This thesis explores the work of Japanese film-maker Mizoguchi Kenji (1898-1956) through an analysis of key film texts in their social, cultural and industrial contexts. Since coming to international prominence in the 1950s, Mizoguchi has been placed in western accounts of Japanese cinema, alongside Kurosawa and Ozu, as one of that country’s most celebrated auteurs. As we shall see, this positioning has tended to cast Mizoguchi in a certain critical light which has subsequently been challenged from different perspectives. Mizoguchi’s film career, which began in 1923, spanned the silent era and sound films, continued under Imperialist rule (1930-1945) and the American occupation (1945-1952), but gained world attention only in the last four years of his life. His life and films have since been the subject of academic studies, festival retrospectives and television documentaries, both in Japan and in the west (notably the United States). He is acclaimed, like Federico Fellini, Satyajit Ray and Ingmar Bergman, as one of the handful of film-makers who have had a profound influence upon world cinema, although in the west his reputation has remained under the shadow of his better-known countrymen Kurosawa and Ozu. This study will seek to critique rather than celebrate that legacy. But Mizoguchi’s career as a whole also has much to tell us about the history of Japanese cinema and its relationship to culture and society. And in re-focussing critical attention upon the context which informed his work, this thesis will offer a re-appraisal of his auteurist status, and suggest new ways of considering the issue of authorship.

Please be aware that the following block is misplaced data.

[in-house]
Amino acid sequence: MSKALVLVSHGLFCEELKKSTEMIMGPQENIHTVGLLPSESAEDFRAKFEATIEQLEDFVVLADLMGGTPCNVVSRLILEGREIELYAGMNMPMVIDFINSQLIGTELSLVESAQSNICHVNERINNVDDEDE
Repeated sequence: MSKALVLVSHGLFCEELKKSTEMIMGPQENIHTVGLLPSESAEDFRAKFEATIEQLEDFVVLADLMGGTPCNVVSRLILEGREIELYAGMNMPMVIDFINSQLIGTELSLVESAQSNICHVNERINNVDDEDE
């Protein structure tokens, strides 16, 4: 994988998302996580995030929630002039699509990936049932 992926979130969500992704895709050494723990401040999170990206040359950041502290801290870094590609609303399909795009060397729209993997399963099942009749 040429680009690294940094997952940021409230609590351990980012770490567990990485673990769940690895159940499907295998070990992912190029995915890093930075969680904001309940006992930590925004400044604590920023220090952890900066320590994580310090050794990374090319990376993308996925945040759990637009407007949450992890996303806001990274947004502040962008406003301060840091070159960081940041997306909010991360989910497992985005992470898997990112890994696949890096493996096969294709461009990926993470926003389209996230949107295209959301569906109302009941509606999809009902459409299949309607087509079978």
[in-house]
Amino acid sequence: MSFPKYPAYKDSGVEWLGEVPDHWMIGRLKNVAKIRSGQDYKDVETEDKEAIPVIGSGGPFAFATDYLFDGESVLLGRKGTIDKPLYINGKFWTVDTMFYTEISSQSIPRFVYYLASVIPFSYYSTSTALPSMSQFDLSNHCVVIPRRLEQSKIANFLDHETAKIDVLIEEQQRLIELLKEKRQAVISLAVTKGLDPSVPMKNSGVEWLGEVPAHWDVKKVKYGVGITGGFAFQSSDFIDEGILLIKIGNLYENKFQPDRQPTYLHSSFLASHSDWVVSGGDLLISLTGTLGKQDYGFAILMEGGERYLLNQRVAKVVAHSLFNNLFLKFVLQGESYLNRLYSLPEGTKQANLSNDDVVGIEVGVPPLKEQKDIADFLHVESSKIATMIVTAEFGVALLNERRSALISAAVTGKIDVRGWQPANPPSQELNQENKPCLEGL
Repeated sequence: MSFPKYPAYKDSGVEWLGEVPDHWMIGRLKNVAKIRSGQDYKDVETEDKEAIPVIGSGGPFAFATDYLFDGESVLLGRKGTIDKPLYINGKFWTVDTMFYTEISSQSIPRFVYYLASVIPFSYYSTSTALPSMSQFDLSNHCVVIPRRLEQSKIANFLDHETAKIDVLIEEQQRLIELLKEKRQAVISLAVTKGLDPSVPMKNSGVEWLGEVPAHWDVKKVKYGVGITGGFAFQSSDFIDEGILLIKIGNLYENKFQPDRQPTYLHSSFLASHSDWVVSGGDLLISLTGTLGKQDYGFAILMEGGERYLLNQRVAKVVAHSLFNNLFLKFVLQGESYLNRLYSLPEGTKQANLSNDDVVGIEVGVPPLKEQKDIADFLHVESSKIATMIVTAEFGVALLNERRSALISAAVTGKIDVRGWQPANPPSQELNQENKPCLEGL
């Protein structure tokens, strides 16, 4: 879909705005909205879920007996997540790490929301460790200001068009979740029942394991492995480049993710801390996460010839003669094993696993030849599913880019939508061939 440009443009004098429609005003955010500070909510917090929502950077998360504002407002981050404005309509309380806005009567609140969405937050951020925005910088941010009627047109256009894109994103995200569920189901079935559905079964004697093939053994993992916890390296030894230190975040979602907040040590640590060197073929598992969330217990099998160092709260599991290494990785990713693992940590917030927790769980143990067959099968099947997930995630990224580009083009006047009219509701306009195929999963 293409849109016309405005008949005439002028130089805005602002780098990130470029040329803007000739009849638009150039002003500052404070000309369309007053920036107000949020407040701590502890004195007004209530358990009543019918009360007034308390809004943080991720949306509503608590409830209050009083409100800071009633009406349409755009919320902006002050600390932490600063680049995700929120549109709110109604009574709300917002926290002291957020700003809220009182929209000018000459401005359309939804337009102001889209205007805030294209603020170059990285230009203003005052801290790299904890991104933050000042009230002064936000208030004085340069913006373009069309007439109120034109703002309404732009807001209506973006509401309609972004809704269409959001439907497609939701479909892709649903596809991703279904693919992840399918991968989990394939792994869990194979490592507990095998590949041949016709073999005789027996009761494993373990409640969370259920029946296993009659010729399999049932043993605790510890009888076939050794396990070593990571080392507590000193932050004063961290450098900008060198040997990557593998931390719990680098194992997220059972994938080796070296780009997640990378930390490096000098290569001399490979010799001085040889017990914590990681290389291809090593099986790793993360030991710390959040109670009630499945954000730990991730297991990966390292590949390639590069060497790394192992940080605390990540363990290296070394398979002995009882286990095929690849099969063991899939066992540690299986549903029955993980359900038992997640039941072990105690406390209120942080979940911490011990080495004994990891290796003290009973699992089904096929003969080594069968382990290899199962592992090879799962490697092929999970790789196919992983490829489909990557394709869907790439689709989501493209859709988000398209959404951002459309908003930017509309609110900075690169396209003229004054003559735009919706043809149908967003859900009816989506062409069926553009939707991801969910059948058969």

|Date of Award||Oct 2011|
|Supervisor||Justin Smith (Supervisor), Deborah Shaw (Supervisor) & Sue Harper (Supervisor)|